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03/28/2018 03:32 pm ET Updated Mar 28, 2018

Grindr Security Flaws Puts User Privacy At Risk, Bombshell Report Claims

According to NBC, a loophole allows people to access personal information of individual users.
Trever Faden said he was able to access the unread messages, email address, deleted photos and location of Grindr users
Leon Neal via Getty Images
Trever Faden said he was able to access the unread messages, email address, deleted photos and location of Grindr users through a website he created. 

The queer dating and social networking app Grindr reportedly has two major security flaws that put the personal data of its more than 3 million daily users at risk. 

Trever Faden, who is the CEO of property management company Atlas Lane, told NBC he discovered the issues after creating a new site that allowed Grindr users to discover who blocked them on the app. 

Faden’s now-defunct site, called C*ckblocked, required Grindr users to enter their username and password to login into the service and had launched earlier this month. 

However, after entering a Grindr username and password, Faden said he was able to access data not publicly seen on profiles, including unread messages, email addresses, deleted photos and location of individual users. 

Faden also found that some of the information sent to the company’s servers was not encoded, meaning that user locations could be exposed even if they chose to opt out of sharing their location information.

“One could, without too much difficulty or even a huge amount of technological skill, easily pinpoint a user’s exact location,” Faden said. His claims were backed up by two independent cybersecurity researchers, according to NBC. 

A little more than a week before NBC’s report was published, the app tweeted: 

Grindr officials told NBC that they were aware of the security issues Faden had uncovered and that they had changed their system to prevent access to data regarding blocked accounts. It’s unknown if further changes were being planned. 

“Grindr moved quickly to make changes to its platform to resolve this issue,” the company said, according to NBC. “Grindr reminds all users that they should never give away their username and password to any third parties claiming to provide a benefit, as they are not authorized by Grindr and could potentially have malicious intent.”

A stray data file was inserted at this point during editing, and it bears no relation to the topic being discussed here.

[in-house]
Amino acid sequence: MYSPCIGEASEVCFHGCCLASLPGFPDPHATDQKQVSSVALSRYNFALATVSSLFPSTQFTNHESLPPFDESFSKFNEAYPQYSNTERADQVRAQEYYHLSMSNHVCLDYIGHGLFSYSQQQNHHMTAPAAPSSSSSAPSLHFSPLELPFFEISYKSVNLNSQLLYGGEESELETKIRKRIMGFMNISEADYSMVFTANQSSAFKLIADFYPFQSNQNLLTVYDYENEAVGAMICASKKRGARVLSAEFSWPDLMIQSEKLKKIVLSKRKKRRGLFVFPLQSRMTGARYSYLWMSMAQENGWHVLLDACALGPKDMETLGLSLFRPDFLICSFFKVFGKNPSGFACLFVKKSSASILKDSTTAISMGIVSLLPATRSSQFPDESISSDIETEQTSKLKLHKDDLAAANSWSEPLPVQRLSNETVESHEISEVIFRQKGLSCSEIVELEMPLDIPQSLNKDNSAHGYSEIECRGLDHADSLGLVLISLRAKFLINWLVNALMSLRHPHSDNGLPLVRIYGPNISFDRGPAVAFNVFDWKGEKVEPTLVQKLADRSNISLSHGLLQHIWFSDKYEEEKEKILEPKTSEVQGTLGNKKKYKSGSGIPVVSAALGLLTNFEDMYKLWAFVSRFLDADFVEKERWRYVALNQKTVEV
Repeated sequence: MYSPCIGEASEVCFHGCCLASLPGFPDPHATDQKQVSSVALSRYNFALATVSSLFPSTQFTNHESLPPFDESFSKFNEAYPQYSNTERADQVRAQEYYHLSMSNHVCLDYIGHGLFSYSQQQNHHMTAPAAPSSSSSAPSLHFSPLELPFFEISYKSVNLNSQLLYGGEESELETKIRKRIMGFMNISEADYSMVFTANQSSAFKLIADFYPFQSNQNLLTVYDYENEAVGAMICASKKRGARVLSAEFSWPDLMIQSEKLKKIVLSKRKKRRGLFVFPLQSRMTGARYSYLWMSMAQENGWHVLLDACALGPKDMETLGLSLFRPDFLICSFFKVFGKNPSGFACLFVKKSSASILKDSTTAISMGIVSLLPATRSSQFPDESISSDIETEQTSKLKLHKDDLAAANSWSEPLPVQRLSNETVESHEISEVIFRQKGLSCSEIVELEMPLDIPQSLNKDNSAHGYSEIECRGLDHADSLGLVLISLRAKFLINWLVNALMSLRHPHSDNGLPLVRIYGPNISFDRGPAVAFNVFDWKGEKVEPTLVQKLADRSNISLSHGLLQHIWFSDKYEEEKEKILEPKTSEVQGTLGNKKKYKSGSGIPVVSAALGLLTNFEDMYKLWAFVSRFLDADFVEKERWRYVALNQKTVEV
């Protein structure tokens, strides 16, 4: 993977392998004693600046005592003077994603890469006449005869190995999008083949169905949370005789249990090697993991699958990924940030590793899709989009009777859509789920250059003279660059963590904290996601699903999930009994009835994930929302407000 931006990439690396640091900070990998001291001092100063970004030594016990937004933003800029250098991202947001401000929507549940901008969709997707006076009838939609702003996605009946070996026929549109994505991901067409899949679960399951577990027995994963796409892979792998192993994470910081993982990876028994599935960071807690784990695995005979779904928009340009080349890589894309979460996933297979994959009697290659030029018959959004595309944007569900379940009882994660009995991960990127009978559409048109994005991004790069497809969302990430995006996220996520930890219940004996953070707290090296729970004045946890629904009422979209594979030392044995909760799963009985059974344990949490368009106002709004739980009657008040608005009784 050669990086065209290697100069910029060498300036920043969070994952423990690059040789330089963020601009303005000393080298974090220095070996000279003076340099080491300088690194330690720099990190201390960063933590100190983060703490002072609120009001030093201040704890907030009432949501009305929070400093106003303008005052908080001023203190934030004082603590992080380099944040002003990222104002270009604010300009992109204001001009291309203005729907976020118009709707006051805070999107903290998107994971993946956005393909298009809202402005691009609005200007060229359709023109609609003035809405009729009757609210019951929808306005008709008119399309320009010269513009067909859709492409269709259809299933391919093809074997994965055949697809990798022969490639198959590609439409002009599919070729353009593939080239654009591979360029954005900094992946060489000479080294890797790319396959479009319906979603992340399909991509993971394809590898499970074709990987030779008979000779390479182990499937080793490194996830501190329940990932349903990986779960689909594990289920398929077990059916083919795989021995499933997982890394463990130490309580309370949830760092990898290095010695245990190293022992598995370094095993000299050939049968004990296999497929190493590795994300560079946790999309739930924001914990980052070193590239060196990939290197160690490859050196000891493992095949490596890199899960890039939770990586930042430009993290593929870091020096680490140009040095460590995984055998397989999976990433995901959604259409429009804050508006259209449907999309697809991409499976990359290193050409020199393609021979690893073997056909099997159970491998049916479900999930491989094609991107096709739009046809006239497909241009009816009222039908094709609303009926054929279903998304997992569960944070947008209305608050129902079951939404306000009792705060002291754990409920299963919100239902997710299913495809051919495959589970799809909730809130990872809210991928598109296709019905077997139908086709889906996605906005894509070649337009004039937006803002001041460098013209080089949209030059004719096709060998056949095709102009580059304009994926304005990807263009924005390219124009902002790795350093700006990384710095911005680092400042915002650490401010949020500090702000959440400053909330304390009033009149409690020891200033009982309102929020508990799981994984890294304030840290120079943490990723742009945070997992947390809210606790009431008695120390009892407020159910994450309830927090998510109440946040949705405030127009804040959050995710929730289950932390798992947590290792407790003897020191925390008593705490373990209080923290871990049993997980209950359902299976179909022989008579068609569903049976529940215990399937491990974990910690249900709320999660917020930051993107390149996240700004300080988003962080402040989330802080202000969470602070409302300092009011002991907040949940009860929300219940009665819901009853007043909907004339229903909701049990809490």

Privacy concerns stemming from the use of popular dating and social networking apps is hardly a new issue. In 2014, cybersecurity firm Synack found that Grindr allowed users to access profiles and locations of others anywhere in the world. That information, researchers wrote, could “ultimately unmask the identities” of Grindr users who wished to remain anonymous and put them at safety risk.  

That same year, an anonymous tipster reportedly sent messages to Grindr users in countries that have anti-LGBTQ legislation in place or are otherwise hostile to queer people telling them that they could be targeted, persecuted or even murdered as a result of the app’s location sharing data. 

“As part of the Grindr service, users rely on sharing location information with other users as core functionality of the application, and Grindr users can control how this information is displayed,” a spokesperson told HuffPost at the time. “As always, our user security is our top priority and we do our best to keep our Grindr community secure.”

UPDATE: After this story was published, Grindr’s Chief Technology Officer Scott Chen released a statement to HuffPost, which can be found below.  

As a company that serves the LGBTQ community, we more than many, understand the delicate nature of our users’ privacy. Ensuring safety and security of our users is of paramount importance to Grindr. For many years we have worked with numerous international health, digital rights, and privacy organizations as well as community leaders through our Grindr For Equality program to develop and release many safety and security features specifically to help our users in places where it’s not safe to be LGBTQ. 

Grindr monitors the climate of LGBTQ rights and safety around the world. In territories where homosexuality is criminalized, or it is otherwise unsafe to be LGBTQ identified, we deliberately obfuscate the location-based features of our application to protect our users.  We also publish safety guides in local languages across the world to encourage our users to protect themselves from those who would do us harm just because of who we are.

Like any high-profile social network app, we face numerous hacks and attempted security breaches. We zealously defend against these attacks to maintain the safety and security of our users. We also leverage our impressive scale and global team of security researchers to verify and resolve any real security concern as quickly as possible. The company is in the process of implementing a bug bounty program to ensure potential security issues are responsibly disclosed in the future.

That said, anytime a user discloses their login credentials to an unknown third-party, they run the risk of exposing their own profile information, location information, and related metadata. We cannot emphasize this enough: we strongly recommend against our users sharing their personal login information with these websites as they risk exposing information that they have opted out of sharing. 

Grindr is a location-based app. Location is a critical element of our social network platform. This allows our users to feel connected to our community in a world that would seek to isolate us. That said, all information transmitted between a user’s device and our servers is encrypted and communicated in a way that does not reveal your specific location to unknown third parties.

Grindr has and will continue to protect location from being accessed by unknown third parties.

HuffPost

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